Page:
Lunch with Talent Agent Sam Feldman

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Sam Feldman, S.L. Feldman & Associates | BCBusiness
Image by: Paul Joseph

Sam Feldman thrives on the chaos and 
risk of the entertainment biz.

Sam Feldman feels like his career has been a bit of a wager – and that’s just the way he likes it. The 40-year talent agent who manages or represents such stars as Diana Krall, Elvis Costello, Michael Bublé, Sarah McLachlan, Nelly Furtado and the Chieftains happily admits to a “serious amount of misspent youth” in pool halls and at money games. While he’s graduated to playing only at the odd CEO-style poker tournament in Las Vegas nowadays, Feldman knows risk-taking is still very much in his blood. 


“Do I still gamble? Every day I go to work,” avers the CEO of Vancouver-based talent agency S.L. Feldman & Associates Ltd. “That’s what working for yourself is all about and why it suits me.”


Like a lot of Vancouverites, in his early years he headed to the pulp mills in Prince Rupert to earn money, but soon realized a “boring” salaried job was not for him. “That is jail to me,” the 62-year-old says with a grimace. He tells the now-fabled story of how he fell into the ’70s club scene – as a doorman – to repay $300 borrowed from a friend to return from his European travels, adding, “I never wanted a nine-to-five so I got a nine-to-two a.m. instead. But it never felt like a job. I just loved it.”


Forget training, he says; that level of passion is what’s essential for the business: “It’s like a Moroccan bazaar – you just have to walk in and find your own way,” he explains over seafood chowder, duck salad and green tea at Granville Island’s Bridges Restaurant near his office. “You are going on your wits from square one.”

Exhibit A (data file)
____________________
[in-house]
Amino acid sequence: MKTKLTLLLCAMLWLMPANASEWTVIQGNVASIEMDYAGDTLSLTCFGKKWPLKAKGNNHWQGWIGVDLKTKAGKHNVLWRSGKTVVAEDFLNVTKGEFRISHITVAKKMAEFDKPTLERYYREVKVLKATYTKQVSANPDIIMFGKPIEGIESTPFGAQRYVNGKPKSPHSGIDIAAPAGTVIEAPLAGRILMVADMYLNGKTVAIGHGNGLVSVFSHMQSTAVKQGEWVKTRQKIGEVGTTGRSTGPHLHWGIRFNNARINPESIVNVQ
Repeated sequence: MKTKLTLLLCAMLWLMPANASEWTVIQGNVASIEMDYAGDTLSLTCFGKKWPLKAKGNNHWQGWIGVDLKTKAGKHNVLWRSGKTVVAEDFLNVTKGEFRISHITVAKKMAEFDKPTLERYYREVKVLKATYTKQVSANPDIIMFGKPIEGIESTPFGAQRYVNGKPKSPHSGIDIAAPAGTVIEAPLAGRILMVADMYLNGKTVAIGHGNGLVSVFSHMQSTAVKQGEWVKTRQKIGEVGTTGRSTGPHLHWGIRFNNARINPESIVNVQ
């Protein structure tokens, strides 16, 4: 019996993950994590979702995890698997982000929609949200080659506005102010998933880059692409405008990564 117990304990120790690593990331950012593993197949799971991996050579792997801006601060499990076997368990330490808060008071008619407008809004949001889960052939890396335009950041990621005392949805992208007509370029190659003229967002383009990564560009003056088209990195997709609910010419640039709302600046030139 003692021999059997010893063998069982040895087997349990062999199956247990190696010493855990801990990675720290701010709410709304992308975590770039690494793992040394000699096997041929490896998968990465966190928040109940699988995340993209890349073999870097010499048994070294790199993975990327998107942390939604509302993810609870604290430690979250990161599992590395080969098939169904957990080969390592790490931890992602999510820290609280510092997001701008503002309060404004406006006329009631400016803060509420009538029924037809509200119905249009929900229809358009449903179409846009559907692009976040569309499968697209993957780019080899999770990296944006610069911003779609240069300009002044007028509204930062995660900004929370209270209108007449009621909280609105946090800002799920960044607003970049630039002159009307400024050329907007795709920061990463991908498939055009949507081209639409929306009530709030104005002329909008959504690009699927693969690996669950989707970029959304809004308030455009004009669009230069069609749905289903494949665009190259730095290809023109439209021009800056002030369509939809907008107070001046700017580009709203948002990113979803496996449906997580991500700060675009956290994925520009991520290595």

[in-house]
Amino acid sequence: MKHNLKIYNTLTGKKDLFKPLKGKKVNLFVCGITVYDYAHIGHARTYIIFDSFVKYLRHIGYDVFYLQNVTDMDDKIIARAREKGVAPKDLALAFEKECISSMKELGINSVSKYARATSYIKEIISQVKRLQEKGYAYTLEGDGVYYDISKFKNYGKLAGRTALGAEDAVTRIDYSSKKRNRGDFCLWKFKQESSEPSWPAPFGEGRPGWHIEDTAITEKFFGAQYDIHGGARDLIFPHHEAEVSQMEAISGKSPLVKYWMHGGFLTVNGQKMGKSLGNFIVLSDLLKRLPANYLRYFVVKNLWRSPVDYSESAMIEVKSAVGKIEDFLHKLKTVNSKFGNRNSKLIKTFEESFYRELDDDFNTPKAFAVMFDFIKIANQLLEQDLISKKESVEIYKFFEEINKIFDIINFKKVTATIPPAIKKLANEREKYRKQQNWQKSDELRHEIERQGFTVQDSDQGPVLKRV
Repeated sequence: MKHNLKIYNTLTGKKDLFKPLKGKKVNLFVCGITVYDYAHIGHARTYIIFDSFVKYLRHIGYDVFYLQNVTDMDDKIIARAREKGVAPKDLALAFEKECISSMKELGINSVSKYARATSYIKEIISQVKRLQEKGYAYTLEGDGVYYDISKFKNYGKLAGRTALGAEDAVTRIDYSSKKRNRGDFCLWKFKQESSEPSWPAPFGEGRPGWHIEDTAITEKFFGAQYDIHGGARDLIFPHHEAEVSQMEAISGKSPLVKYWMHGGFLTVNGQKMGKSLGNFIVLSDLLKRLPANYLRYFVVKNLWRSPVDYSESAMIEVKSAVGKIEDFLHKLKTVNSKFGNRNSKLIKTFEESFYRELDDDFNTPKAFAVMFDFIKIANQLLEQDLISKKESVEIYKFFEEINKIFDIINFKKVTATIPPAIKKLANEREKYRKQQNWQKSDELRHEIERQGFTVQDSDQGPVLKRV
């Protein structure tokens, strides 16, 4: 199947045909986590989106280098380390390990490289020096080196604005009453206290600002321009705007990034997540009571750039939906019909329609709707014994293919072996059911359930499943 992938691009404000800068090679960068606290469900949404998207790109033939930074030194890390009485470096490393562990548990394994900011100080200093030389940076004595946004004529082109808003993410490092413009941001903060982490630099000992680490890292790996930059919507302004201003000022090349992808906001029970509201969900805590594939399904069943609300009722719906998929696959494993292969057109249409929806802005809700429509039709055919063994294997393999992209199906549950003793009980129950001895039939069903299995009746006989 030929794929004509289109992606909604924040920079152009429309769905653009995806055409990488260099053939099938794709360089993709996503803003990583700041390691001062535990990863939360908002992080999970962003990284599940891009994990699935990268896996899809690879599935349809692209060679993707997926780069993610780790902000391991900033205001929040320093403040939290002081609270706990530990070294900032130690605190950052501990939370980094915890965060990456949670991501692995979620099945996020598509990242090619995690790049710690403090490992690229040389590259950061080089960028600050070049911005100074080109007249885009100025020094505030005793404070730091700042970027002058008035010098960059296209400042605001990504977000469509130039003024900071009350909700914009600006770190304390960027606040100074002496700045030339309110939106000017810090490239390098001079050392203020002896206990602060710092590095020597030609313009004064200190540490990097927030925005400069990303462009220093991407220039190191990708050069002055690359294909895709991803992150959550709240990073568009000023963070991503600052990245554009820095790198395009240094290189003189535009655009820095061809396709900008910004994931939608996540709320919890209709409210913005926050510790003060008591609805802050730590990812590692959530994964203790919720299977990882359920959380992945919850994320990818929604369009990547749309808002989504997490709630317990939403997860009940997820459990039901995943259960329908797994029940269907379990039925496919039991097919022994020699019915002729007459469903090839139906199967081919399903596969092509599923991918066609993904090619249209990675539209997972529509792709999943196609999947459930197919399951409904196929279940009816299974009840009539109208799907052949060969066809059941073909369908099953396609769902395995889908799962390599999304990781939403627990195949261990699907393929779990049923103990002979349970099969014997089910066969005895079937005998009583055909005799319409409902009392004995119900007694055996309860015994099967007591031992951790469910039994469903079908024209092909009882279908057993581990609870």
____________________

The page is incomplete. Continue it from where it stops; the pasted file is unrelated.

Clearly his wits are weapons-grade. Since partnering in 1971 with fellow manager Bruce Allen to create the management and booking agency, A&F Music Ltd., with the likes of Bachman-Turner Overdrive, Loverboy and Doug and the Slugs, he’s since segued into various other divisions including ones for film and television talent. It’s all fuelled by a “strong-willed” staff of 70 in Vancouver, Toronto and L.A., he points out. “I’m not in favour of a yes-man format among my organization,” he explains. “You have to have a devil’s-advocacy system; controversy helps crystallize the best way forward.”


The industry is both easier and harder now than when he started. Recording is cheaper and the Internet is an obvious global megaphone (he used to staple-gun posters around town). “But at the same time there are now a bazillion artists doing it and it takes companies like mine to really pour fuel onto the fire to get noticed,” Feldman adds. Potential stars must have longevity for Feldman to put them on his roster. No one, not even his 21-year-old son Leon, who is in two bands, is cut much slack: “It’s the only way to learn,” Feldman comments.


Living on Vancouver’s west side with Janet York, his film-and-television producer wife, Feldman’s downtime revolves around his family (the couple has five grown-up children between them) as well as friends, golf and travel, often to their holiday home on Hawaii’s Big Island. Going to gigs is clearly a busman’s holiday, but he singles out one concert where he allowed himself a moment of particular pride: the three sold-out shows of musical legends Carole King and James Taylor, the latter of whom he co-manages, at New York’s Madison Square Garden in 2010. 


The reflection is short-lived, however. Feldman relies less on past success and more on “constant paranoia” to fuel the business. “We have a good reputation and smart people,” he continues, “but it’s not like we’re selling widgets and have orders for the next seven years. Anything can happen.”


And, of course, it does: Norah Jones, the Grammy-winning jazz star who had been with Feldman since her dramatic debut in 2003, left his stable late last year. “It’s horrible – I hate it,” he says, before expanding less viscerally, “but artists are artists and they have their reasons; logic doesn’t play a big part of this business. You just have to roll with it, move on and wish her luck.” 


If that sounds like slightly anodyne “take-the-high-road” corporate speak, Feldman means it to be. “It’s a tough road to take, but that’s where you have to be. This business is extremely competitive; full of egos,” he says gingerly. “No one gets out alive.” 




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